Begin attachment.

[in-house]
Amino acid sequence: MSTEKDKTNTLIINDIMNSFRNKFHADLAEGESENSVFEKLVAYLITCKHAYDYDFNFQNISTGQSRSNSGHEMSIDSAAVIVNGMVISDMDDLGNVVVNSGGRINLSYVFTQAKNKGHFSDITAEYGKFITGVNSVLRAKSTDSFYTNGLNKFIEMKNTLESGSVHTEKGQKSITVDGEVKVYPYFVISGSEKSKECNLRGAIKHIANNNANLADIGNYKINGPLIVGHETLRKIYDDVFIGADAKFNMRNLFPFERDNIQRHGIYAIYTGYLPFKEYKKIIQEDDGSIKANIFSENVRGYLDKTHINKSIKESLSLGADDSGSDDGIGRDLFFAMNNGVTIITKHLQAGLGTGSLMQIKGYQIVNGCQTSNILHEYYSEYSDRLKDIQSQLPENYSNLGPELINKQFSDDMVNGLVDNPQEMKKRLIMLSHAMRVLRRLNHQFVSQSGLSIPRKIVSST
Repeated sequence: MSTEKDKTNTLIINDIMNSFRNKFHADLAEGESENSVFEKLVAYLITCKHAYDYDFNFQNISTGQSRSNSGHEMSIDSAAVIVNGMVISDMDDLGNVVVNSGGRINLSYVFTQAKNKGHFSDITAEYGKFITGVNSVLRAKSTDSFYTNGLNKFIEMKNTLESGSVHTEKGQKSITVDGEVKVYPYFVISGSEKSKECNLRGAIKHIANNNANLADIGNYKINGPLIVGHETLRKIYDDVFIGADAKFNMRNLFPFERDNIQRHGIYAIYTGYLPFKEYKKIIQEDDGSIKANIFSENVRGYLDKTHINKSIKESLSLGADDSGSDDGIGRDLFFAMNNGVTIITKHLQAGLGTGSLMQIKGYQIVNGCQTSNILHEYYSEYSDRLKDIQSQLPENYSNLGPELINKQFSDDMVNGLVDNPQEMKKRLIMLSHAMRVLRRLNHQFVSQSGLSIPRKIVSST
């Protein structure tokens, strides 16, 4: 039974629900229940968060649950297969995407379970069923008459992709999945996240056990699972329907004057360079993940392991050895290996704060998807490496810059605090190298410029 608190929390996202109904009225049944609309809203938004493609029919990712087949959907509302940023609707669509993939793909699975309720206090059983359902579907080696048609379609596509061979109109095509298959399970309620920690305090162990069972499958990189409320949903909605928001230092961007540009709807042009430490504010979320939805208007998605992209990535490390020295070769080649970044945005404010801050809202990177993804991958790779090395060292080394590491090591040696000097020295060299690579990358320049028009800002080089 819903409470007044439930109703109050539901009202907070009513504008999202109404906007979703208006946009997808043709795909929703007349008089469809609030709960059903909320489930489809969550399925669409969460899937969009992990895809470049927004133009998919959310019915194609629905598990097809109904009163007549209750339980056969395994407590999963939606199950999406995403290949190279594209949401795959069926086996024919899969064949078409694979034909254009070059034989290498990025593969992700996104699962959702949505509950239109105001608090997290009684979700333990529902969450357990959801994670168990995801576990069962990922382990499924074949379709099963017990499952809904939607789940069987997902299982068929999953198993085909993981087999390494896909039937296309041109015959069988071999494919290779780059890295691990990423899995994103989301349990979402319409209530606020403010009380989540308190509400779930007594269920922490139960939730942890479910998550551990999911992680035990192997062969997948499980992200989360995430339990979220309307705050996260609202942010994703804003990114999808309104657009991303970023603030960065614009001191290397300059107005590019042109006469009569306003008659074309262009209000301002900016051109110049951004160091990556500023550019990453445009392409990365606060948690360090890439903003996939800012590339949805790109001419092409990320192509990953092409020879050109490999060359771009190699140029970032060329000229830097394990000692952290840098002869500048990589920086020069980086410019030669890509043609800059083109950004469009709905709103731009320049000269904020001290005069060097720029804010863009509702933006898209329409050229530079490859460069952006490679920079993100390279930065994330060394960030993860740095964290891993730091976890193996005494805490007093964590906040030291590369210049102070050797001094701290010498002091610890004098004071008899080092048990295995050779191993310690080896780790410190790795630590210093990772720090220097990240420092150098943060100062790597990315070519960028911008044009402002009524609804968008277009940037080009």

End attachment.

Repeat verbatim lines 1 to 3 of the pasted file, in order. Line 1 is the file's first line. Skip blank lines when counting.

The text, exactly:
[in-house]
Amino acid sequence: MSTEKDKTNTLIINDIMNSFRNKFHADLAEGESENSVFEKLVAYLITCKHAYDYDFNFQNISTGQSRSNSGHEMSIDSAAVIVNGMVISDMDDLGNVVVNSGGRINLSYVFTQAKNKGHFSDITAEYGKFITGVNSVLRAKSTDSFYTNGLNKFIEMKNTLESGSVHTEKGQKSITVDGEVKVYPYFVISGSEKSKECNLRGAIKHIANNNANLADIGNYKINGPLIVGHETLRKIYDDVFIGADAKFNMRNLFPFERDNIQRHGIYAIYTGYLPFKEYKKIIQEDDGSIKANIFSENVRGYLDKTHINKSIKESLSLGADDSGSDDGIGRDLFFAMNNGVTIITKHLQAGLGTGSLMQIKGYQIVNGCQTSNILHEYYSEYSDRLKDIQSQLPENYSNLGPELINKQFSDDMVNGLVDNPQEMKKRLIMLSHAMRVLRRLNHQFVSQSGLSIPRKIVSST
Repeated sequence: MSTEKDKTNTLIINDIMNSFRNKFHADLAEGESENSVFEKLVAYLITCKHAYDYDFNFQNISTGQSRSNSGHEMSIDSAAVIVNGMVISDMDDLGNVVVNSGGRINLSYVFTQAKNKGHFSDITAEYGKFITGVNSVLRAKSTDSFYTNGLNKFIEMKNTLESGSVHTEKGQKSITVDGEVKVYPYFVISGSEKSKECNLRGAIKHIANNNANLADIGNYKINGPLIVGHETLRKIYDDVFIGADAKFNMRNLFPFERDNIQRHGIYAIYTGYLPFKEYKKIIQEDDGSIKANIFSENVRGYLDKTHINKSIKESLSLGADDSGSDDGIGRDLFFAMNNGVTIITKHLQAGLGTGSLMQIKGYQIVNGCQTSNILHEYYSEYSDRLKDIQSQLPENYSNLGPELINKQFSDDMVNGLVDNPQEMKKRLIMLSHAMRVLRRLNHQFVSQSGLSIPRKIVSST